What future for the parties as we know them? The 2005 general election marked a turning point in British politics. It revealed the emergence of a new and more volatile electorate and signalled the collapse of traditional voting patterns, a situation that had been a decade in the making. "The End of Politics" traces the devastating impact of this radical shift and examines the often confused reactions of political parties struggling to adjust to unfamiliar and unpredictable circumstances. At the core of this challenging and provocative book is a detailed treatment of the paralysing effects of the Blair 'project' on British political discourse. The avoidance of ideology, the preference for a managerial style and the supremacy of 'triangulation' are the hallmarks of the 'New Politics', which, although first pioneered by New Labour, continues to dominate the outlook of the Conservatives and the Liberal Democrats. "The End of Politics" assesses each party's capacity to react to a changing environment and their prospects among electors clamouring for a new political message.
As the drama unfolds, the authors demonstrate that the bland individualism and economic liberalism towards which each of the major parties is drifting is unsuited to the pressing demands of the future. But, this book is not concerned just with the three major parties. In a scholarly discussion of minor parties and independent candidates, "The End of Politics" warns of the potentially disastrous social effects of this process and argues strongly for a new, communitarian outlook. A powerful and eye-opening work supported by careful research, this book is essential reading for anyone interested in politics. 'Readable and profound' - Matthew Parris. 'Time invested in reading "The End of Politics" will be time well spent...Every page has something worth reading.' - Daniel Finkelstein. 'Refreshingly jargon free, the book brings the insights of social science to contemporary political reality and the result is a stimulating challenge to the Blairite (and Brownite!) modernisers' - Polly Toynbee.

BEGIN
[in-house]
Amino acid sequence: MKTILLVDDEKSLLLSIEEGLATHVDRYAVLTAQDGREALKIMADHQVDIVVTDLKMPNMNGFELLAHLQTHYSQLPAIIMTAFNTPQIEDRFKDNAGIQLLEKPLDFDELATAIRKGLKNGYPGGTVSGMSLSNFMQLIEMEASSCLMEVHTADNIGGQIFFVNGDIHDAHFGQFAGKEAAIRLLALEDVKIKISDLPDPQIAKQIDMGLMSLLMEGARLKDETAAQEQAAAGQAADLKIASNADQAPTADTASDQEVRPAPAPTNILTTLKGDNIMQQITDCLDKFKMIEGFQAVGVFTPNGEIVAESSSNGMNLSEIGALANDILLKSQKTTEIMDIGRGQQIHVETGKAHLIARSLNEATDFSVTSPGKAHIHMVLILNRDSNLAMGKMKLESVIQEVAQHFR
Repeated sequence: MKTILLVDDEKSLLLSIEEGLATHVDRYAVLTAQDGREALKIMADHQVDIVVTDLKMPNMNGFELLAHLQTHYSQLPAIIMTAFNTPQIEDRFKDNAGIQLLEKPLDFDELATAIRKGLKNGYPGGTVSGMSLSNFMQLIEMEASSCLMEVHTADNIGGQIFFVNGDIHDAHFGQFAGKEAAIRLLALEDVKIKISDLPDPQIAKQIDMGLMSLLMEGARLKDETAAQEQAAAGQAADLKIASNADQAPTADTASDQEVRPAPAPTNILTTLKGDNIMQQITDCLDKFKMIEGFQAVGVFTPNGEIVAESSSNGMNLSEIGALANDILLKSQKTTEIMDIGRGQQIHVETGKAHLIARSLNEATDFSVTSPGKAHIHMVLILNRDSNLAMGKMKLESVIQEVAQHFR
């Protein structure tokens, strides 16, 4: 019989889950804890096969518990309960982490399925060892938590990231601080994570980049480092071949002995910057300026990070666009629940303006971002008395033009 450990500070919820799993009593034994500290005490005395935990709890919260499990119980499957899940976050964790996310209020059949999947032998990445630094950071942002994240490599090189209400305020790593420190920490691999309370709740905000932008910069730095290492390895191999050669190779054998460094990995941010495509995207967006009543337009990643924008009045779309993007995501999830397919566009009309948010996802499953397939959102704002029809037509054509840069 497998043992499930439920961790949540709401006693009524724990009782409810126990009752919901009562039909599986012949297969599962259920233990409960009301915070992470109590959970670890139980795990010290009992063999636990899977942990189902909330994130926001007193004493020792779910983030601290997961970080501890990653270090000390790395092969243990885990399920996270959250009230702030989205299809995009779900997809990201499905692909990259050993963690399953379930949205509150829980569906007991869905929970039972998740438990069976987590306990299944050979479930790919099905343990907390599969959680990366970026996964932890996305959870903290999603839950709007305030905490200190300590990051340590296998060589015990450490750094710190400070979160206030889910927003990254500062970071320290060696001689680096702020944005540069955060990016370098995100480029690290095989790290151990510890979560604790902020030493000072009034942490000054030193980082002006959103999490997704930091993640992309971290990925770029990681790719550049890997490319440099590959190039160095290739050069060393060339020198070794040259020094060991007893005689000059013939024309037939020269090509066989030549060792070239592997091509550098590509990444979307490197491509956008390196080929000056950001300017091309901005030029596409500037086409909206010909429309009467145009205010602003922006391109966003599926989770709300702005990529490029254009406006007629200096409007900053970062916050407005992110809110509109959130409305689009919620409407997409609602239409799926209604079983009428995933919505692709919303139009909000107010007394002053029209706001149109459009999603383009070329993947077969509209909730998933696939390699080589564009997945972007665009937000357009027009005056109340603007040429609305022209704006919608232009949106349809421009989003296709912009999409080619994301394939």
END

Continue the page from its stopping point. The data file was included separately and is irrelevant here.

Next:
Timothy Stanley stood for Parliament as Labour Party candidate for Sevenoaks at the 2005 General Election. He is currently researching contemporary American politics at the University of Cambridge. Alexander Lee has been a Conservative Party activist for many years and continues to be outspoken in his contributions to policy debate. Educated at the universities of Cambridge and Edinburgh, he is engaged in research into political thought.